Celebrating Differences, Forging Friendships at the Church of Scientology

More than 100 pastors and community leaders participated in an International Day of Friendship celebration hosted by the Church of Scientology of Nashville.

International Day of Friendship was created to inspire peace and bridge-building. The Church of Scientology Nashville brought together a diverse group to dialogue for the occasion.

More than 100 pastors and community leaders were called to participate in an interactive adventure in friendship for the International Day of Friendship celebration in Nashville, Tennessee, hosted by the Church of Scientology. 

Members of the Sikh, Jewish, Methodist, Baptist, Catholic, Muslim and Scientologist communities came together to learn about one another and forge true friendships by taking part in guided dialogue.

The annual observance, designated by the United Nations in 2011, was created with the idea that “friendship between peoples, countries, cultures and individuals can inspire peace efforts and build bridges between communities.”

This is the second time the Church of Scientology has hosted a celebration for the day, with many community leaders coming together to participate. Pastor of the Church Rev. Brian Fesler says, “We brought people together for the event, but it’s not going to end today. Many of them plan to stay in touch and keep getting together over the next few months to continue a journey to friendship.”

​Fesler says events like this are vital to combat racism and bigotry in today’s world. “There are so many problems in the world today caused by a basic misunderstanding of each other. If we learn something about other people we might end these problems, disputes and upsets altogether.”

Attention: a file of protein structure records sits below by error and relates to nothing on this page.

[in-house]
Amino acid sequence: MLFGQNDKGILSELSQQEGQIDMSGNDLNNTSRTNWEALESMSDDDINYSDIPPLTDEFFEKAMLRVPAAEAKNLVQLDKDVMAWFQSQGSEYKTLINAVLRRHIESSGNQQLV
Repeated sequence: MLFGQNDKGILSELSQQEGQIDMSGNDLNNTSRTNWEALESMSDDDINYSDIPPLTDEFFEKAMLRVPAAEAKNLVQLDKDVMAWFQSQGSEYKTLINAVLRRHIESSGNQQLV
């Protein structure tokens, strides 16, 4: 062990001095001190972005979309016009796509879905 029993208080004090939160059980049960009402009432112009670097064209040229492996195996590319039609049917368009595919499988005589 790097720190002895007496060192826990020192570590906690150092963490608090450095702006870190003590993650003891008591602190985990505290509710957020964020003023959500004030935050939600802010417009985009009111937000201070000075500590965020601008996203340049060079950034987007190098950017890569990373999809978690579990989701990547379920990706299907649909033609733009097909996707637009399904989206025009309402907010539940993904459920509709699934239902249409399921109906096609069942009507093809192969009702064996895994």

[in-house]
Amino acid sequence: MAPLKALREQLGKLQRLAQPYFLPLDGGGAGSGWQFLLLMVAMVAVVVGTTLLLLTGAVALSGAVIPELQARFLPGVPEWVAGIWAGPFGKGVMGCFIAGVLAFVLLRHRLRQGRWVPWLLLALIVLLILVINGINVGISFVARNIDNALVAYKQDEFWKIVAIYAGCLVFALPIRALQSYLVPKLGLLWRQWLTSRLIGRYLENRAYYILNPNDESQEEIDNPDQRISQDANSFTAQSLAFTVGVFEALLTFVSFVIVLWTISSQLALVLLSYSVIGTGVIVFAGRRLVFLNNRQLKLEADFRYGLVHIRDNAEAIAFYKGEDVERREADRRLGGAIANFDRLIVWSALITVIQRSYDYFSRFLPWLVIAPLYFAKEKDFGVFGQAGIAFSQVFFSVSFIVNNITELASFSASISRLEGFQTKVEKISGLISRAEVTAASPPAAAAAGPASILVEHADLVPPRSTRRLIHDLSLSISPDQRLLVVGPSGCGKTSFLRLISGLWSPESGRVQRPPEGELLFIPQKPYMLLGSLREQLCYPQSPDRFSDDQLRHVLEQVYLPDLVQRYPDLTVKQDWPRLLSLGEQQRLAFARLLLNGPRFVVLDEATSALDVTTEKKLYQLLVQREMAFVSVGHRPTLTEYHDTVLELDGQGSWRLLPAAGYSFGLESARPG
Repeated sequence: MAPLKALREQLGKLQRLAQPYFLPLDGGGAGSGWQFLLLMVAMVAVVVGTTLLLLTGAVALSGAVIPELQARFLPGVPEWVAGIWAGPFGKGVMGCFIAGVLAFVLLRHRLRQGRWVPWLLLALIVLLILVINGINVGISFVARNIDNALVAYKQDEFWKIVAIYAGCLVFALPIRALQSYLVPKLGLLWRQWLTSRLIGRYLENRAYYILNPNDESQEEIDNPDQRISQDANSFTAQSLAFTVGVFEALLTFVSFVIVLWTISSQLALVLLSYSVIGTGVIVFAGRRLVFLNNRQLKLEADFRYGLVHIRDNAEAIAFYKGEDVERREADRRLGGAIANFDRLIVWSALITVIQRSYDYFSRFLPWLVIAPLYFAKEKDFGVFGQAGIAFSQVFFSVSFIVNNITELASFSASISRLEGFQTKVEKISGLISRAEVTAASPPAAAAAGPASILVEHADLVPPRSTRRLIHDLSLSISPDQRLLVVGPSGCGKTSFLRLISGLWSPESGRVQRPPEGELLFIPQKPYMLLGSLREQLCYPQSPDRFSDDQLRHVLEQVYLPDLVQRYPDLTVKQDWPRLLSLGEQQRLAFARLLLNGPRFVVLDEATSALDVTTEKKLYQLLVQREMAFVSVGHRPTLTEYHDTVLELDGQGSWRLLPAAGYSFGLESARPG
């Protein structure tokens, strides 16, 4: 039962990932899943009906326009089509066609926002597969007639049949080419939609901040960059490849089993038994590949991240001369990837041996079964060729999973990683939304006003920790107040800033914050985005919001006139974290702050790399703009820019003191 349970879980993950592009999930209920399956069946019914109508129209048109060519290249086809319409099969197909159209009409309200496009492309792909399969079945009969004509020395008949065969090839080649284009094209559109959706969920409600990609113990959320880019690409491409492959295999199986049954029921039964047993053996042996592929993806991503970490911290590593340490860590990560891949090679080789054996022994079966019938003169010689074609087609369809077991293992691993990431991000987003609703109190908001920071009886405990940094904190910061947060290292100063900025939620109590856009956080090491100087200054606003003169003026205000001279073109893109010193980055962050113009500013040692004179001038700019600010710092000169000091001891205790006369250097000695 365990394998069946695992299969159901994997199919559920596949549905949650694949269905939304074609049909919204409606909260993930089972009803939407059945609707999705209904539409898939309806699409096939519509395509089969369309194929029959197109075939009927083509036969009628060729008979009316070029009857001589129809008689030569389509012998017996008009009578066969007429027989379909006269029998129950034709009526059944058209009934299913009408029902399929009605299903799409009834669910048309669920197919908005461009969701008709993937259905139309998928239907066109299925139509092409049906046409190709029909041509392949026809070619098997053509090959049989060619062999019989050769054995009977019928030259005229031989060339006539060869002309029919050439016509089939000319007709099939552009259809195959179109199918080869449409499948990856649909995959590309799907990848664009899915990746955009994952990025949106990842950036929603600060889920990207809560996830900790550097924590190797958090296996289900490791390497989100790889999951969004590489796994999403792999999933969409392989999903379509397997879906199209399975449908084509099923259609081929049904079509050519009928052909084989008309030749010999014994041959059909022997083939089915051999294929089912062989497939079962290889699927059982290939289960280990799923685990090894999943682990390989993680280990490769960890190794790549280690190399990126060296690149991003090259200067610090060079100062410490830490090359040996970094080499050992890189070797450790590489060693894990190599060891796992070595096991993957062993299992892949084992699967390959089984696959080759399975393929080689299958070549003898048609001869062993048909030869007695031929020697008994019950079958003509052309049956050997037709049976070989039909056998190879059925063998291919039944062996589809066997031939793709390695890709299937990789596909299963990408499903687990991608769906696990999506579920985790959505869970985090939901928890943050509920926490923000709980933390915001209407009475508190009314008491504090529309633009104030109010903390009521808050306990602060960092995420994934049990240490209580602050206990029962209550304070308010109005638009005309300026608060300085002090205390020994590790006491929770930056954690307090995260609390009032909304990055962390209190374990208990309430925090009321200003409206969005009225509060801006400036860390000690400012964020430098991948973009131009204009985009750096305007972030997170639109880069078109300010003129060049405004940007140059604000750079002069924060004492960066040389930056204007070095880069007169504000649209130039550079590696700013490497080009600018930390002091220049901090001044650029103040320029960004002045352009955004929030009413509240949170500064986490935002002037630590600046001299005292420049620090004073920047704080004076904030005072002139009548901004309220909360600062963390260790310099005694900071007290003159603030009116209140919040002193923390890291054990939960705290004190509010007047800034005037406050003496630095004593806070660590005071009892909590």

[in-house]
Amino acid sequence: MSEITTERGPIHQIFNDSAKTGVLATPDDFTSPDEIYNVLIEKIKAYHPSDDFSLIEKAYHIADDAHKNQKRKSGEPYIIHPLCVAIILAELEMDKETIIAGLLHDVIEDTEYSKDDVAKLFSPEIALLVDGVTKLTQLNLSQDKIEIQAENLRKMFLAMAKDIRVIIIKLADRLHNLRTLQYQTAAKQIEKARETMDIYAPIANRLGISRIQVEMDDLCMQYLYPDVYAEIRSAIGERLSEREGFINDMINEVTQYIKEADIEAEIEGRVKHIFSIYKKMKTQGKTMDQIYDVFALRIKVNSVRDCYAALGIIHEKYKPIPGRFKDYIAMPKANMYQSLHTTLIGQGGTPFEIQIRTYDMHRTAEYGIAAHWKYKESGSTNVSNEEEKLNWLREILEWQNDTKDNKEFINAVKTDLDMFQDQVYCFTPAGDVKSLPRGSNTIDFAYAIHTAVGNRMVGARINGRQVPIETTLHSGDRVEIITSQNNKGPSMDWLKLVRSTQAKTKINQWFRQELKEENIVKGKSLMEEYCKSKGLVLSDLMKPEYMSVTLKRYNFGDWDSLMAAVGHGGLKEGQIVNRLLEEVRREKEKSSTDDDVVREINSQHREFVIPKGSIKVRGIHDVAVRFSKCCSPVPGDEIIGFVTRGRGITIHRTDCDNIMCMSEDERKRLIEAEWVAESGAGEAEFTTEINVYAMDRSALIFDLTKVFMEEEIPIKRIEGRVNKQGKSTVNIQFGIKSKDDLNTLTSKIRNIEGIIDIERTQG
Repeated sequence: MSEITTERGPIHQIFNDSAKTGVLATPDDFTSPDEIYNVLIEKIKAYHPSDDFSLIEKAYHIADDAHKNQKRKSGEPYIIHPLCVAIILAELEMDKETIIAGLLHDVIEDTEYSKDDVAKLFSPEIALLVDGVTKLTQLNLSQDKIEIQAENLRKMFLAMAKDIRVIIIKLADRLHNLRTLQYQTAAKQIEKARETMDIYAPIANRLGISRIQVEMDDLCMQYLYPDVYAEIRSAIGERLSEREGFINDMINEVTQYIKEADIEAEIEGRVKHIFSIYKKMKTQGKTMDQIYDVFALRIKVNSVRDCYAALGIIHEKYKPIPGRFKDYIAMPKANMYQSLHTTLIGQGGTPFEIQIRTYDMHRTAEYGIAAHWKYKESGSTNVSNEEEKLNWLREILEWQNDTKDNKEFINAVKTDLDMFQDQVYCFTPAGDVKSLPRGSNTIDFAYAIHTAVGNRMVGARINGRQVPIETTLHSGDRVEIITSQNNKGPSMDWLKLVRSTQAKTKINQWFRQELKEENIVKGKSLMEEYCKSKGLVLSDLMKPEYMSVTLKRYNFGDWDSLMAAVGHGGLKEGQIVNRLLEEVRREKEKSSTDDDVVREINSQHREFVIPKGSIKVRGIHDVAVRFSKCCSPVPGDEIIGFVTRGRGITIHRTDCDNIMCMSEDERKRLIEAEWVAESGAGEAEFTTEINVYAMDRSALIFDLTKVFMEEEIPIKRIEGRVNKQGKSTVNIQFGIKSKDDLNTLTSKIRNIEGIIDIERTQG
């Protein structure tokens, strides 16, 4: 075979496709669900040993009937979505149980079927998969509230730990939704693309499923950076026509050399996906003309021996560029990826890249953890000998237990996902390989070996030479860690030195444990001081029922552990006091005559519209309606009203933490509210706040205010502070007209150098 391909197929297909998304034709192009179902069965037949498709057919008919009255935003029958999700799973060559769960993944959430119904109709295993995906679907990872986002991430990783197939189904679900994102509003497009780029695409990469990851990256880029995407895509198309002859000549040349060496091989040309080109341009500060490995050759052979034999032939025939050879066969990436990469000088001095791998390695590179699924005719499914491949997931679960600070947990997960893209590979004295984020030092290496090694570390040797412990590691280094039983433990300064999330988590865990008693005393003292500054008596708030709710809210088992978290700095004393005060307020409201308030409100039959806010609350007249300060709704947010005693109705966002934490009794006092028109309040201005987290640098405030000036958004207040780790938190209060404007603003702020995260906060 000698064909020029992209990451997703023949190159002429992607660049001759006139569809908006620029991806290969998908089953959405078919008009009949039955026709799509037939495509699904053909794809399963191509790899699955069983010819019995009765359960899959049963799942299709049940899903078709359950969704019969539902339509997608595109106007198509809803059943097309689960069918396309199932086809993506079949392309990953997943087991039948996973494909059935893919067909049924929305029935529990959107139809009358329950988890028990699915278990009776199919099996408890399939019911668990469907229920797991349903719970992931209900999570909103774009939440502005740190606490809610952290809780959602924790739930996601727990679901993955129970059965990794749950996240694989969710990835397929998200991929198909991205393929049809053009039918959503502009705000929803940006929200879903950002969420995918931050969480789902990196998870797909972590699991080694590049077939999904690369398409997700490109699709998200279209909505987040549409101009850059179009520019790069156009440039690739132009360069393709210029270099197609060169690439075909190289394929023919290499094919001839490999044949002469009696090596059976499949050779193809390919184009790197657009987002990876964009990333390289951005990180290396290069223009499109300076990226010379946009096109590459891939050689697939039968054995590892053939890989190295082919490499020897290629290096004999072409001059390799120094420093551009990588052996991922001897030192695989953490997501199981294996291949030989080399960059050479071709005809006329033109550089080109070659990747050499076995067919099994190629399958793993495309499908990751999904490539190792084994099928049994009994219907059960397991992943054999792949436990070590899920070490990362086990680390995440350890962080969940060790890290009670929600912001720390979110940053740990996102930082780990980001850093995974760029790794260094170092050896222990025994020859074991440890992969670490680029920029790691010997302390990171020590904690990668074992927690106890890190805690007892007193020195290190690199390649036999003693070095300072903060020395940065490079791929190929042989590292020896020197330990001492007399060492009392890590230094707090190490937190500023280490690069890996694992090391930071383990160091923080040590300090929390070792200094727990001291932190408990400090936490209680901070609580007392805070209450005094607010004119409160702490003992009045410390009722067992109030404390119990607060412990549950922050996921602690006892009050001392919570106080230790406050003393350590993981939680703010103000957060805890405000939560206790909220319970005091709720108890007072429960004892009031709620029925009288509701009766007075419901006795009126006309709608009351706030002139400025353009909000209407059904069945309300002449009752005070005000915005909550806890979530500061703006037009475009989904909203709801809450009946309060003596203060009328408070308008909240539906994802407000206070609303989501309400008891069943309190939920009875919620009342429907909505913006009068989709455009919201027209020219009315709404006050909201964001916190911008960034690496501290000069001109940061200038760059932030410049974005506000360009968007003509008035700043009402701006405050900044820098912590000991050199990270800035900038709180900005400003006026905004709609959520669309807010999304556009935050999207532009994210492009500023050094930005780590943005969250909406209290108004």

The Church of Scientology partnered for this effort with The Way to Happiness Association of Tennessee that provides a community betterment program based on the book The Way to Happiness by L. Ron Hubbard. The program is predicated on the fact that one’s survival depends on the survival of others—and that without the survival of others, neither joy nor happiness is attainable. Several concepts in the book promote dialogue and friendship and were used during the event to assist attendees to dialogue with one another. Among them, “Respect the Religious Beliefs of Others,” “Seek to Live with the Truth” and “Try to Treat Others As You Would Want them to Treat You.”

For more information on the Church of Scientology, its programs or upcoming events, visit the website of the Church of Scientology Nashville.

Source: ScientologyNews.org


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